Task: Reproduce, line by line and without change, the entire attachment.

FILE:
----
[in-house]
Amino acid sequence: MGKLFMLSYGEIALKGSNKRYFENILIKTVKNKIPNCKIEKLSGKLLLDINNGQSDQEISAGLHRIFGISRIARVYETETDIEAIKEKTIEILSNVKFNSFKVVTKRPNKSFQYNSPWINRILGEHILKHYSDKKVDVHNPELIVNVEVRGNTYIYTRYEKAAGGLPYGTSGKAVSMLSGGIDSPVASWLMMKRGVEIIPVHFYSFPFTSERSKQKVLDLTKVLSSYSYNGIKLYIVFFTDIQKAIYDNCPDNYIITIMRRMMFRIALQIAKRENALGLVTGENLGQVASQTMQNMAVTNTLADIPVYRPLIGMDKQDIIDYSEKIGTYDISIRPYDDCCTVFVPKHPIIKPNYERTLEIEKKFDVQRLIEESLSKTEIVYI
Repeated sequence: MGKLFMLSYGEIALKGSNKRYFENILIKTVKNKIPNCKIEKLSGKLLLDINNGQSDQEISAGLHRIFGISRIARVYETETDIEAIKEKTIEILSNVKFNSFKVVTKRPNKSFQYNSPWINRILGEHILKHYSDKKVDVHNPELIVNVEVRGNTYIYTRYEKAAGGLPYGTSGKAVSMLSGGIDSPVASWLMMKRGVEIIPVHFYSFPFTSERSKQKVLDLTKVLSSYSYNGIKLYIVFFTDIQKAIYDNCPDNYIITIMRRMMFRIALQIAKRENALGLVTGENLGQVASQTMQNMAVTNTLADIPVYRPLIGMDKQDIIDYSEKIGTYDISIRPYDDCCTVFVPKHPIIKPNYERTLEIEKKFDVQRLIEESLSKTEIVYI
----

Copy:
[in-house]
Amino acid sequence: MGKLFMLSYGEIALKGSNKRYFENILIKTVKNKIPNCKIEKLSGKLLLDINNGQSDQEISAGLHRIFGISRIARVYETETDIEAIKEKTIEILSNVKFNSFKVVTKRPNKSFQYNSPWINRILGEHILKHYSDKKVDVHNPELIVNVEVRGNTYIYTRYEKAAGGLPYGTSGKAVSMLSGGIDSPVASWLMMKRGVEIIPVHFYSFPFTSERSKQKVLDLTKVLSSYSYNGIKLYIVFFTDIQKAIYDNCPDNYIITIMRRMMFRIALQIAKRENALGLVTGENLGQVASQTMQNMAVTNTLADIPVYRPLIGMDKQDIIDYSEKIGTYDISIRPYDDCCTVFVPKHPIIKPNYERTLEIEKKFDVQRLIEESLSKTEIVYI
Repeated sequence: MGKLFMLSYGEIALKGSNKRYFENILIKTVKNKIPNCKIEKLSGKLLLDINNGQSDQEISAGLHRIFGISRIARVYETETDIEAIKEKTIEILSNVKFNSFKVVTKRPNKSFQYNSPWINRILGEHILKHYSDKKVDVHNPELIVNVEVRGNTYIYTRYEKAAGGLPYGTSGKAVSMLSGGIDSPVASWLMMKRGVEIIPVHFYSFPFTSERSKQKVLDLTKVLSSYSYNGIKLYIVFFTDIQKAIYDNCPDNYIITIMRRMMFRIALQIAKRENALGLVTGENLGQVASQTMQNMAVTNTLADIPVYRPLIGMDKQDIIDYSEKIGTYDISIRPYDDCCTVFVPKHPIIKPNYERTLEIEKKFDVQRLIEESLSKTEIVYI